Freeman buys more property in Bellevue's downtown
By Tom Boyer
Seattle Times business reporter
Adding to his real-estate holdings near Bellevue Square, developer Kemper Freeman paid $11 million for the land and building that houses Scan | Design Furniture.
The proceeds go to a charitable foundation begun by Scan | Design's founder, the late Jens Bruun, which supports Danish-American relations and pain research.
The store, at 10515 N.E. Sixth St., will remain in the same location for the next two years before moving elsewhere in downtown Bellevue, Scan | Design President Kent Grimes said.
Kemper Development, Freeman's real-estate company, bought the property while finishing the Lincoln Square condominium-retail-office project across the street.
"We don't have a plan for the property yet," said Jennifer Leavitt, vice president of marketing for Kemper Development. "It's a logical piece of property that makes sense for us."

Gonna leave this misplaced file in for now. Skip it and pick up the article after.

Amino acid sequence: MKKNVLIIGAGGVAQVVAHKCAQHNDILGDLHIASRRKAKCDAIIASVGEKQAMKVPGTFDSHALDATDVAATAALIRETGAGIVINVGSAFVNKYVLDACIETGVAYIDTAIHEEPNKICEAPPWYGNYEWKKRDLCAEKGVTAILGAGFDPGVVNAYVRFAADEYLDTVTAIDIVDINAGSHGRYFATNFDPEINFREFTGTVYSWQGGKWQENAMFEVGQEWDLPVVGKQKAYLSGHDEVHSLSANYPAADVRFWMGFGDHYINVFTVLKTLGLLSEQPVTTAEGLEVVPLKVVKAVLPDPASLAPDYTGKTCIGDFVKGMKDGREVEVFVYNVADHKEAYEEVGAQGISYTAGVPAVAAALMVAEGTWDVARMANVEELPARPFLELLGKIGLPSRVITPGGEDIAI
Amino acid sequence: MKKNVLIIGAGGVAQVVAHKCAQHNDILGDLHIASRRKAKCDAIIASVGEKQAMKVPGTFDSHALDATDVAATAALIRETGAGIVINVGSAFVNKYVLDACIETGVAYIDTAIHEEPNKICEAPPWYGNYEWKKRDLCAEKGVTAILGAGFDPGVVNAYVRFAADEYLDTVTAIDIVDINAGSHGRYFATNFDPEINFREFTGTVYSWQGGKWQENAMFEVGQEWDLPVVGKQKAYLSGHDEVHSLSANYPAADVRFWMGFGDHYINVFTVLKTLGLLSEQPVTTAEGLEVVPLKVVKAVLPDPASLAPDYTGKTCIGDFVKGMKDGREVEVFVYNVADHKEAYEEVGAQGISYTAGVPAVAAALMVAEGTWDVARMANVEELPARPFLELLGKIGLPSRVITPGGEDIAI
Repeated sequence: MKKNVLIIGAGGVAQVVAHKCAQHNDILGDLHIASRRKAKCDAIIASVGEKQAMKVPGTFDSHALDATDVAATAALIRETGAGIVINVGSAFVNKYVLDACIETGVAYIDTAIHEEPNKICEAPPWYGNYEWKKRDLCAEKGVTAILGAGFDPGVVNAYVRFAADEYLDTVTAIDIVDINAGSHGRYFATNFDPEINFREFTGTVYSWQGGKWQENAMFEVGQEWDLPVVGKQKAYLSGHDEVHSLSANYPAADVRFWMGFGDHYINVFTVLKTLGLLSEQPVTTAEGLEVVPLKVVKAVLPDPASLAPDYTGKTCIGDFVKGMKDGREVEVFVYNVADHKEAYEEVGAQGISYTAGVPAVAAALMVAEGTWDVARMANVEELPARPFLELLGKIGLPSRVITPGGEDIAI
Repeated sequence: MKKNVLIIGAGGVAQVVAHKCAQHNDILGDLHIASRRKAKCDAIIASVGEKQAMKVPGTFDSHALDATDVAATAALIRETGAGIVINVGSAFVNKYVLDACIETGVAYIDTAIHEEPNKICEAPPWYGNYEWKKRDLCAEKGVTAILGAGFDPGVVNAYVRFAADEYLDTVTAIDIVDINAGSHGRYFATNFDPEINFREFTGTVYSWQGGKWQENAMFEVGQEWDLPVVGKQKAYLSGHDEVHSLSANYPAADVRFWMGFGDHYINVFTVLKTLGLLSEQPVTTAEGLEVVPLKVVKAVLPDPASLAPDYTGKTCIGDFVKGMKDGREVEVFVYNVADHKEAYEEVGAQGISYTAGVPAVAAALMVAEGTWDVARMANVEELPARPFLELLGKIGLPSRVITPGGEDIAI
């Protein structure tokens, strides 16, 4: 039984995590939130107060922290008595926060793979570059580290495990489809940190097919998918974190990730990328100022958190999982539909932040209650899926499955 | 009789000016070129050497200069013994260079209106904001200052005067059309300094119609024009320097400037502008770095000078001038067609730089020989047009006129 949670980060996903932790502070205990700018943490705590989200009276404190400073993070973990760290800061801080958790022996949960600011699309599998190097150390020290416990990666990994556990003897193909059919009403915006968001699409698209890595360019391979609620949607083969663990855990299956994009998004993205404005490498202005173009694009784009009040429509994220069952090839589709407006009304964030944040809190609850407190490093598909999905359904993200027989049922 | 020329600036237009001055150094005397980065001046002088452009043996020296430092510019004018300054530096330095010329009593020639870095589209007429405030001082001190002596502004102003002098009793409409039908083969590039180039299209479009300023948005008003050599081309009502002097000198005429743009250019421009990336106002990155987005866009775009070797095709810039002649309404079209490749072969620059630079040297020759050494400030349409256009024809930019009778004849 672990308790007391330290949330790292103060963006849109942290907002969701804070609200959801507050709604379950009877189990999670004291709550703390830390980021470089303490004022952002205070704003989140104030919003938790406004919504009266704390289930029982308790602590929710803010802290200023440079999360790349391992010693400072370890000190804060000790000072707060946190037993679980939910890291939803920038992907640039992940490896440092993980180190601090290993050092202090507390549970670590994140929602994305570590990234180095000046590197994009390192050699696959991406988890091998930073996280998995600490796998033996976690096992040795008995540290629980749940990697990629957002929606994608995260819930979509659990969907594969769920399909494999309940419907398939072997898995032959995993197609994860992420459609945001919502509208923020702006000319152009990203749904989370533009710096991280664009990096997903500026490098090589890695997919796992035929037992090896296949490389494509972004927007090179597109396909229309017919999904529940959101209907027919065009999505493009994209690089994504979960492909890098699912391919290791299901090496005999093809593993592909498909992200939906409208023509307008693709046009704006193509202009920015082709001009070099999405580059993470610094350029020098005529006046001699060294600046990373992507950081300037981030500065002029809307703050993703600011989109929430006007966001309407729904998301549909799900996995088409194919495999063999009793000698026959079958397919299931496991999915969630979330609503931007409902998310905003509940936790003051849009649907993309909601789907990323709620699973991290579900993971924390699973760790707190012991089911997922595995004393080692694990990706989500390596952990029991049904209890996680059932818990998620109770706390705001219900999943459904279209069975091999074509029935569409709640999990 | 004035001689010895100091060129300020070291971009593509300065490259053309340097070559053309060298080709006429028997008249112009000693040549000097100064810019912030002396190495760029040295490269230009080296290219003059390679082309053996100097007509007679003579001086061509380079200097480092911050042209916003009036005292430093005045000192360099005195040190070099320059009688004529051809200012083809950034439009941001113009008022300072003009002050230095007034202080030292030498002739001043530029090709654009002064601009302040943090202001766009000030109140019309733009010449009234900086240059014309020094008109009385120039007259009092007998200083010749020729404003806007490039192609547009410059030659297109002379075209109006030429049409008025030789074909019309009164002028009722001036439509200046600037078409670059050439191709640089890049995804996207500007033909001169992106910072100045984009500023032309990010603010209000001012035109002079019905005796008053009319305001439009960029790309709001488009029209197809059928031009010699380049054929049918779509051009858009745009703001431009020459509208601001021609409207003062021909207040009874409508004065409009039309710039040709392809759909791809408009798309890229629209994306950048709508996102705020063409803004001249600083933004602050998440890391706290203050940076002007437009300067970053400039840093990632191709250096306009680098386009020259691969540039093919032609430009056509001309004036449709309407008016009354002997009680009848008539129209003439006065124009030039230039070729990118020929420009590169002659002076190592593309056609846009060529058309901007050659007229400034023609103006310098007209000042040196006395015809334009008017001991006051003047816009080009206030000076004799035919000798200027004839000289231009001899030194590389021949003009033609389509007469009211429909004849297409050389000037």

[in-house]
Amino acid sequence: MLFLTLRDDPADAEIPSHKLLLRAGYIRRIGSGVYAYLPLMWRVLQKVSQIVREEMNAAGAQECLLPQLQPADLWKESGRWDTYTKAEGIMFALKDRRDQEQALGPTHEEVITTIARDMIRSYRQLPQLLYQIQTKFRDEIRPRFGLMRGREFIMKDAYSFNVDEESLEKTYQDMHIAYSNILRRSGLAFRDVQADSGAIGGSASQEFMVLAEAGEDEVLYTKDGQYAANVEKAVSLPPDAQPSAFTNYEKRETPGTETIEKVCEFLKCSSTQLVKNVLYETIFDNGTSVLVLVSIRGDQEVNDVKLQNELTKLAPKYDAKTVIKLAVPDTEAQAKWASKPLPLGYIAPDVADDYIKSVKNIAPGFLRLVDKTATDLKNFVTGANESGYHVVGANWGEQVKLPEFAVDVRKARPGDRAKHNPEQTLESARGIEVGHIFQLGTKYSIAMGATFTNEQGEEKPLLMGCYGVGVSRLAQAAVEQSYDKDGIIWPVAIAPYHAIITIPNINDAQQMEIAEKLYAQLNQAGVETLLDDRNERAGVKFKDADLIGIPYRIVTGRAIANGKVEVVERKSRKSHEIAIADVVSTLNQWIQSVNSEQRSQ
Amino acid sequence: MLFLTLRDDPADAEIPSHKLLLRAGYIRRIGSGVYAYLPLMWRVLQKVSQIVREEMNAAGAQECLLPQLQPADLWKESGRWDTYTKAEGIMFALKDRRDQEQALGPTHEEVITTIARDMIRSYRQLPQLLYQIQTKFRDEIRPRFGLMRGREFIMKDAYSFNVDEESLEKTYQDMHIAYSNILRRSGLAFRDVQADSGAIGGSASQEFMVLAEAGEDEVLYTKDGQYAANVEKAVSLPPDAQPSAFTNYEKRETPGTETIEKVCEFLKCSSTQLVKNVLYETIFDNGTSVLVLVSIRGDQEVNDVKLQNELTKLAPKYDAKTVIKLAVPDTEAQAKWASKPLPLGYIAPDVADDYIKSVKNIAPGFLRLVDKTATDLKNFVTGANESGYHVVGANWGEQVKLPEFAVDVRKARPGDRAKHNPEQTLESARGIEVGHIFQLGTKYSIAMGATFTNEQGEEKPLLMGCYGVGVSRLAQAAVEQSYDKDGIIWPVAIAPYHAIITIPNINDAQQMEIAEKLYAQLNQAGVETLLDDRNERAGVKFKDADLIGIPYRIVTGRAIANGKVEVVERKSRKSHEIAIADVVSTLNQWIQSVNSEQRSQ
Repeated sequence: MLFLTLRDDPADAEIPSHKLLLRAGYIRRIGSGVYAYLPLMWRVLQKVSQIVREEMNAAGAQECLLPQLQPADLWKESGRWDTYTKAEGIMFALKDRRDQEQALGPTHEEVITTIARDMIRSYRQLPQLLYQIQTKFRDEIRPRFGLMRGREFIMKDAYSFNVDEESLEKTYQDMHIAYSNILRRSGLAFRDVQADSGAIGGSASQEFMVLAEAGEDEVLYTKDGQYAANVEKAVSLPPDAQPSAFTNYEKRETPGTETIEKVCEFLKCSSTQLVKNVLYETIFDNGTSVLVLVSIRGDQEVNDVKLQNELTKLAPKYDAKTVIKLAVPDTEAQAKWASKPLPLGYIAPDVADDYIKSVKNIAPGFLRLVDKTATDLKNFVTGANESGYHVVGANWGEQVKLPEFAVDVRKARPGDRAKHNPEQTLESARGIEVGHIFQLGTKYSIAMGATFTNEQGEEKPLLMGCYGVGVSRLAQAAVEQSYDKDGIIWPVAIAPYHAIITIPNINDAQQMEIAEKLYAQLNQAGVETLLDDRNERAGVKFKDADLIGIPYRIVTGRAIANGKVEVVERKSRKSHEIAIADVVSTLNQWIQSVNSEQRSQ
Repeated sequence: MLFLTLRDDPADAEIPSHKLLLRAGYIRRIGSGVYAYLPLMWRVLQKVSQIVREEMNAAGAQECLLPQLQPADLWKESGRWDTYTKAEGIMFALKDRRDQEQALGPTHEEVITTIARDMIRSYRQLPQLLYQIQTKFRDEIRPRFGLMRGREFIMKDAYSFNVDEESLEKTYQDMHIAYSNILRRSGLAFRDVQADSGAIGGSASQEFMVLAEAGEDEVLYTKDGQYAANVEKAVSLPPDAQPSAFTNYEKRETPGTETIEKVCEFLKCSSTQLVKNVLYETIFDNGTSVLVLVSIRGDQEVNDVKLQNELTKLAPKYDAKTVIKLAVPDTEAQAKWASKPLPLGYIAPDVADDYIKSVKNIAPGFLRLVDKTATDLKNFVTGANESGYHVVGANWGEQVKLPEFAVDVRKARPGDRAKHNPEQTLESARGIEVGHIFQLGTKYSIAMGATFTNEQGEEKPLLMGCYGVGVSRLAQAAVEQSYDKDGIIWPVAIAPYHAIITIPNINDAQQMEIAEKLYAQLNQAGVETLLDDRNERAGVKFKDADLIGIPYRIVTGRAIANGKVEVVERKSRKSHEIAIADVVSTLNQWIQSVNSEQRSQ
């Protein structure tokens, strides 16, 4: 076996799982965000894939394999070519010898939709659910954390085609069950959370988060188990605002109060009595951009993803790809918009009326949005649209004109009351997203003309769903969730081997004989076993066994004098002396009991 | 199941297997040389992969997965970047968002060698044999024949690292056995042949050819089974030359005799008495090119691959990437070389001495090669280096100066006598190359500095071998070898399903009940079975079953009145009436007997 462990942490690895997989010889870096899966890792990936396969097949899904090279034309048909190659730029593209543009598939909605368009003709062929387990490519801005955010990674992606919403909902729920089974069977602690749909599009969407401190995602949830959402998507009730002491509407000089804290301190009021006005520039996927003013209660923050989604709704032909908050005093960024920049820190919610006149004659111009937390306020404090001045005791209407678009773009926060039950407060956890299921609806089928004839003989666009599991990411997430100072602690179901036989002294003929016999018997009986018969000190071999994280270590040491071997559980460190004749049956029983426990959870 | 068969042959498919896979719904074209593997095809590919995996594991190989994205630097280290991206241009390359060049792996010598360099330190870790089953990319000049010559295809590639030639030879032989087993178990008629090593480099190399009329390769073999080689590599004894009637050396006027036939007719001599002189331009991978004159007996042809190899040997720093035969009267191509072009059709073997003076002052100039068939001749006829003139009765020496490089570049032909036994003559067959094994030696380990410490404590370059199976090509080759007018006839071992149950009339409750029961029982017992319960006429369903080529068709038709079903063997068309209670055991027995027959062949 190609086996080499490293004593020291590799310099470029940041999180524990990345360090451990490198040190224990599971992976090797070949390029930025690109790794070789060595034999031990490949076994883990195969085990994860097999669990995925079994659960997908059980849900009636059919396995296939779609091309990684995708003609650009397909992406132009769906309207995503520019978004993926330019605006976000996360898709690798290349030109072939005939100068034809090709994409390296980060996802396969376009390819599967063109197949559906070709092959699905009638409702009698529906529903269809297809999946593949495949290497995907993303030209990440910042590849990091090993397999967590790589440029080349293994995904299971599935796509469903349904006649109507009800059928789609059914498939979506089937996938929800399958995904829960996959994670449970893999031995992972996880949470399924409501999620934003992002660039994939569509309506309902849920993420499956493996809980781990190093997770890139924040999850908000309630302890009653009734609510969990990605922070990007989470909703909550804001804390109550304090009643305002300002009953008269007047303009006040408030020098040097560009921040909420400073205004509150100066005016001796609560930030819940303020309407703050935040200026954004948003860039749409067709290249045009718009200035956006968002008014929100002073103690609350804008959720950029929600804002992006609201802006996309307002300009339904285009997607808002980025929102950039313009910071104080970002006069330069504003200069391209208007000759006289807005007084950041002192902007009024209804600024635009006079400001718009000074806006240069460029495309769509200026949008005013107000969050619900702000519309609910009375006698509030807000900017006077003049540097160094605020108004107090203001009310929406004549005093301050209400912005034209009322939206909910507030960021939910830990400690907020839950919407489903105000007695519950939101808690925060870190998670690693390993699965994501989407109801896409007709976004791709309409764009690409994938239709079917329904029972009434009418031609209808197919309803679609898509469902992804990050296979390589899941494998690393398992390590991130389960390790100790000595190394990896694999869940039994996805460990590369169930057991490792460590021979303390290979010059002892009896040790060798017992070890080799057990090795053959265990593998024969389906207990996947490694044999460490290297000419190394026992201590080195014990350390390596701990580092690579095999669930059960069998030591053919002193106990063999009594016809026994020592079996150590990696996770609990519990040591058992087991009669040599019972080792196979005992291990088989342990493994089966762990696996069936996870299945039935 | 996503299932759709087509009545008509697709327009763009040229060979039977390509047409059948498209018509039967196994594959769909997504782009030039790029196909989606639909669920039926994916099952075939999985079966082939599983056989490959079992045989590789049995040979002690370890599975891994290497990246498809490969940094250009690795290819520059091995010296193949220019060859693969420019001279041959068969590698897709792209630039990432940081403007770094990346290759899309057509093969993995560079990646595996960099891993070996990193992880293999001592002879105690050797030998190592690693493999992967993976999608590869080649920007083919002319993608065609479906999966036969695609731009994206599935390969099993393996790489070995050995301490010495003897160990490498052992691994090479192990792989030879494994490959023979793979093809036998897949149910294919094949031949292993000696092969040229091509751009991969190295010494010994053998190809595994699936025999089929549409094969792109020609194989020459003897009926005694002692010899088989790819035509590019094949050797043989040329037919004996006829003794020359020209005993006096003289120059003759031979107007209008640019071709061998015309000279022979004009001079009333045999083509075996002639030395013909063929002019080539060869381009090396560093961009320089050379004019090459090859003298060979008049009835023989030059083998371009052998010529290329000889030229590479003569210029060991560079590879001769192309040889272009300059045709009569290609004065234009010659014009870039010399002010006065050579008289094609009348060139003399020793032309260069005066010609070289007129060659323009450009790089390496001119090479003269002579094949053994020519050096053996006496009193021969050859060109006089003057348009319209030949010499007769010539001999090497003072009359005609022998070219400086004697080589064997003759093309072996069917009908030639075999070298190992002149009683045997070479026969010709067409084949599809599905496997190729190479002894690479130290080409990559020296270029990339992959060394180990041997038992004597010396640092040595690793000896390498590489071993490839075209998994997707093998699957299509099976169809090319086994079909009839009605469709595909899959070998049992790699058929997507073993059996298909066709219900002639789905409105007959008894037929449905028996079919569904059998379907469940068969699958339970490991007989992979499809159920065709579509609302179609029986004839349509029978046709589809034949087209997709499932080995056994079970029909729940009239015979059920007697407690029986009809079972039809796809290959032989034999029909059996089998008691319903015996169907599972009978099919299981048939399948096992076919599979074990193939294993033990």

The seller is an unusual breed, a furniture retail chain that soon will be owned by a nonprofit foundation.
Scan | Design and the rest of Bruun's estate will merge with the foundation over the next year, the foundation's president, Mark Schleck, said.
Bruun, who died in 2002, started selling Scandinavian furniture in Bellevue in 1962. The business grew into eight locations in Washington, Oregon and Hawaii.
Bruun created the foundation before he died, earmarking money for studying pain after meeting researchers in Denmark while he was on a business trip, Schleck said.
Among the foundation's beneficiaries are the Seattle-based International Association for the Study of Pain, the Nordic Heritage Museum in Ballard, and the Northwest Danish Foundation.
The foundation has about $18 million and will have nearly $30 million after the sale of the Bellevue property.
"It seemed to be a propitious time for this kind of a transaction," Schleck said. "This seems to be a very hot time for Bellevue real estate."
The $11 million sale price for the three-quarter-acre property works out to $339 a square foot for the land. The property is valued at $3.57 million by the King County Assessor's Office.